Vol. 8 No. 1 - Collaboration

Vol. 8 No. 1 - Collaboration


In recent decades, there has been a proliferation of collaborative and participatory visual practices employed across a wide range of academic and cultural fields, not least within the arts and humanities, social sciences, international development, and community studies. Such practices often, explicitly or implicitly, base their methodological (and theoretical) frameworks on a premise that makes a claim for the empowering and revealing authority of self- and co-representation. The processes of production and consumption (or creation and reception) of photographic images and other visual artifacts created through collaborative and participatory methods are perceived to have powerful agency and as such the focus of many of these projects is weighted towards the organization of the production process itself.

Historical legacies of collaborative and participatory modes of representation can be seen to reach back to the first decades of the 20th century with the workers’ film and photography movements being amongst a number of important precedents. The development of collaborative and participatory methods runs in parallel to the evolution of documentary modes of representation. The advancement of participatory and community-oriented visual practices throughout the 20th century was typically driven by socially investigative reportage, politically engaged representation, and ethically committed aesthetics. At the same time, these practices addressed questions about the limits of the visual construction of reality and the social and political empowerment of this very process. Emphasizing the non-neutrality of the processes of representation, they exposed power imbalances of class, gender, and race, and advocated self-authorship, de-colonization of representation, promoting the conception of (self)representation as means of community-building and re-collectivization. Viewed in the context of these historical considerations, contemporary collaborative and participatory visual practices (spanning from the likes of participatory art, socially engaged photography, and citizen journalism to participatory geography and community science) represent fruitful subject matter for unpacking the intersections between aesthetics and politics.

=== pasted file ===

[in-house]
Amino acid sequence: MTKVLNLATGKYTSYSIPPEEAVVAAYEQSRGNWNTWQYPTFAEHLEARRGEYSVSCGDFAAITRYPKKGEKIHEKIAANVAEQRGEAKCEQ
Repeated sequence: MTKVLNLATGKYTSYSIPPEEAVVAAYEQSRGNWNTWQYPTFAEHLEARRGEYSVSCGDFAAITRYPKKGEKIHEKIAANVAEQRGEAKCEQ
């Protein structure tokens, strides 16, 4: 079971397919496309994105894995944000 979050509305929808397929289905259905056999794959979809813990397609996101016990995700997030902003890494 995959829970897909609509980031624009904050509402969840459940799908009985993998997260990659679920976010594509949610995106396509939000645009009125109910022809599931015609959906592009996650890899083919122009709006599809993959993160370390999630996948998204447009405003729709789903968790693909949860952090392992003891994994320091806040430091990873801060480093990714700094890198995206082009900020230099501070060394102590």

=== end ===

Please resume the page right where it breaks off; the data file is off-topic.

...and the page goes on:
Membrana Vol. 8 No. 1 opens up space for critical reflection on collaboration and participation in contemporary and historical visual practices, offering a platform for contributions that address the following topics (but not limited to):

  • the ethics and politics of aesthetics in socially engaged photography
  • notions of authenticity and authority in relation to self-representation
  • agency, representation, and the power dynamics of co-authorship, co-creation, and self-authorship
  • participatory and collaborative aspects of visual art, journalism, and science
  • the community photography practices and networks (historical and global perspectives)
  • the intersection of collaborative photography and activism
  • collaborative and/or participatory practices in the Global South
  • decolonizing culture and technology in the visual arts
  • documentary and collaborative paradigms of the early avantgarde
  • empowerment, commitment, and agency
  • engagement, community photography, and social change
  • indigenous media and social media
  • participatory forms of journalism, and narration
  • participatory photography, film, and contemporary socially engaged art
  • participatory as a research method, documentation practice, and/or communal engagement strategy
  • practitioners’ community, pracademic perspective on collaboration
  • notions of factography and operativity (the legacies of Soviet productivism)
  • social and liberal documentary movements
  • visualizing subaltern forms of commonality and participation
  • artist collectives, collective art movements – photographer’s collaborative practices

Format of contributions

  • Articles, interviews – including notes, references, abstract, and biography 21,000–49,000 characters / 3000–7000 words
  • Reviews, experiments 10,500–21,000 characters / 1500–3000 words
  • Photographic projects and artwork: proposals for non-commissioned work or samples of work

Proposals and deadlines

  • The deadline for contribution proposals (150-word abstracts and/or visuals) is April 24, 2023. The deadline for the finished contributions from accepted proposals and other submissions is June 31, 2023. 
  • Please send proposals (articles, interviews, projects and experiments) via the online form at: https://www.membrana.org/proposal/ or contact us directly at editors(at)membrana.org.
  • Please send article submissions (excluding interviews, projects and experiments) via the online form at: https://www.journals.membrana.org/index.php/membrana/about/submissions or contact us directly at editors(at)membrana.org.


More information about the contributions can be found at: https://www.journals.membrana.org/index.php/membrana/about/submissions.

Membrana Vol. 8 No. 1 – Collaboration will be co-edited by Anthony Luvera (Associate Professor of Photography in the Centre for Arts, Memory and Communities at Coventry University). The contributions will be published in the English edition – journal Membrana (ISSN 2463-8501; eISSN: 2712-4894) and/or in the Slovenian edition – magazine Fotografija (ISSN 1408-3566; eISSN: 1855-8941).


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